The history of St George's Anglican Church, Malvern
In 1854, Colin Campbell began a Sunday School in his house, later called ‘Haverbrack’, on Malvern Hill: there the first church services were conducted by the Reverend (later Canon) Henry Handfield of St Peter’s Eastern Hill. In 1857, the Malvern Church Committee was granted an acre of land in Glenferrie Road to build a school room, which in 1858 was licensed for worship. The Committee purchased land to the north of the grant, and a member of the Committee, the architect Mr Samuel Merrett, designed a church and a parsonage.
The ground floor of the parsonage was completed in 1867, and the first part of St George’s Church (now the nave) with a small chancel and vestry was opened on 19 September 1869. Merrett had chosen the Early English Gothic style, and although he died in 1883 the subsequent architects who enlarged the church with transepts, a bigger chancel, a sanctuary, a new vestry and an organ chamber were faithful to his original design. The completed church was consecrated in 1888.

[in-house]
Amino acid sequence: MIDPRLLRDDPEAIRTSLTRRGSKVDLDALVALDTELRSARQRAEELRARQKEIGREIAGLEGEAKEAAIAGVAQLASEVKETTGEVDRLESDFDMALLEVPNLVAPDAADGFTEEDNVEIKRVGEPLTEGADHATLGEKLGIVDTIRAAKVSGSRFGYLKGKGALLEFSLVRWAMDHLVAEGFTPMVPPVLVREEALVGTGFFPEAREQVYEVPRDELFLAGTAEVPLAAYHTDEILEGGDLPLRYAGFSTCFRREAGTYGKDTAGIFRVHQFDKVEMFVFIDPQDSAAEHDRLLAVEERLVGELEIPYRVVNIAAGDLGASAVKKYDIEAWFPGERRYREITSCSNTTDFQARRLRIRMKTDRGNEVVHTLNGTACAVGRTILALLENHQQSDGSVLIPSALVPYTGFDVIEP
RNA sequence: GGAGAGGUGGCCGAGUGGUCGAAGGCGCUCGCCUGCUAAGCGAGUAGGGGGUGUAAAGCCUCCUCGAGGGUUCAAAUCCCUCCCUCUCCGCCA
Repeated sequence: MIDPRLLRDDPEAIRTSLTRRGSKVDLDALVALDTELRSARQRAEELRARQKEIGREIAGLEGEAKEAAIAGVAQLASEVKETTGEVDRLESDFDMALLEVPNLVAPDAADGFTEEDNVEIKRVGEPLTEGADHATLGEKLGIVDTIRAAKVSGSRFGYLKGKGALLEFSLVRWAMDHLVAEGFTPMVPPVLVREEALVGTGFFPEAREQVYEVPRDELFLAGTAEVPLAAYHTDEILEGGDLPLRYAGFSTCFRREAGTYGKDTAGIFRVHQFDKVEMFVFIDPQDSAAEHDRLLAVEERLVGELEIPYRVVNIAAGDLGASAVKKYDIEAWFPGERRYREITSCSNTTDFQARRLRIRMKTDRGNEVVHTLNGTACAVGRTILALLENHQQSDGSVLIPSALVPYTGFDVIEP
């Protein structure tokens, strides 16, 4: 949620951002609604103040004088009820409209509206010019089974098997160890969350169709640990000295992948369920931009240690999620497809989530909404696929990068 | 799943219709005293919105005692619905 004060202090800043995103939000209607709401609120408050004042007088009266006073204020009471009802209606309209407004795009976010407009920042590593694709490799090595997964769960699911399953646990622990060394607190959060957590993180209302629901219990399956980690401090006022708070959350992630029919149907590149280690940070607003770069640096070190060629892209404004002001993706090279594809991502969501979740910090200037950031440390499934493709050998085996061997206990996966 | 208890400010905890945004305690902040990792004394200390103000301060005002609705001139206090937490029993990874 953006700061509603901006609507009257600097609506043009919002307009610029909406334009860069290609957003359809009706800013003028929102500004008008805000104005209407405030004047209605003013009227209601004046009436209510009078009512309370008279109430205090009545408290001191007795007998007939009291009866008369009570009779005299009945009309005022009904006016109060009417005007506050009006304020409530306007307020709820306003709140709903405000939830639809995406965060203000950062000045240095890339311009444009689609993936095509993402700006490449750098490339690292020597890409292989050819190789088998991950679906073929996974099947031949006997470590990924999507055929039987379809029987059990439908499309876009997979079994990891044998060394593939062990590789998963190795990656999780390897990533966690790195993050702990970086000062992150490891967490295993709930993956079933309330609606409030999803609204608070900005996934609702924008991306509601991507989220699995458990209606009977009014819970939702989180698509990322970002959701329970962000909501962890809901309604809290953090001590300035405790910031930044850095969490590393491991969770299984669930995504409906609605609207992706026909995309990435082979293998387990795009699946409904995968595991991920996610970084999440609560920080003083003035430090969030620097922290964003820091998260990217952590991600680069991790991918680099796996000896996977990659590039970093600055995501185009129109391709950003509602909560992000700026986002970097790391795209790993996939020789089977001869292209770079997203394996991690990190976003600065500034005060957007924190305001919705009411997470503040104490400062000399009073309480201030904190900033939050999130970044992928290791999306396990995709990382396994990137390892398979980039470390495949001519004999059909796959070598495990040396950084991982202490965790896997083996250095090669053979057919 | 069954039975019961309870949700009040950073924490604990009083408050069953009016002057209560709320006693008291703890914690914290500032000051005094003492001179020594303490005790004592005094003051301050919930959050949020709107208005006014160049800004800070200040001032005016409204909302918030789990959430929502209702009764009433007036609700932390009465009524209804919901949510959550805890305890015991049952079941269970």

The western half of the parish hall—now part of St George’s Centre—was opened in 1892, and the eastern half in 1926: the parsonage, extended by degrees, received a second floor in 1897. St George’s became the parish church for the governors of Victoria from 1901 to 1931, when the governors general vacated State Government House. In 1923, St Martin’s Chapel was dedicated as a memorial to the men and women of the parish who had served and died in the Great War.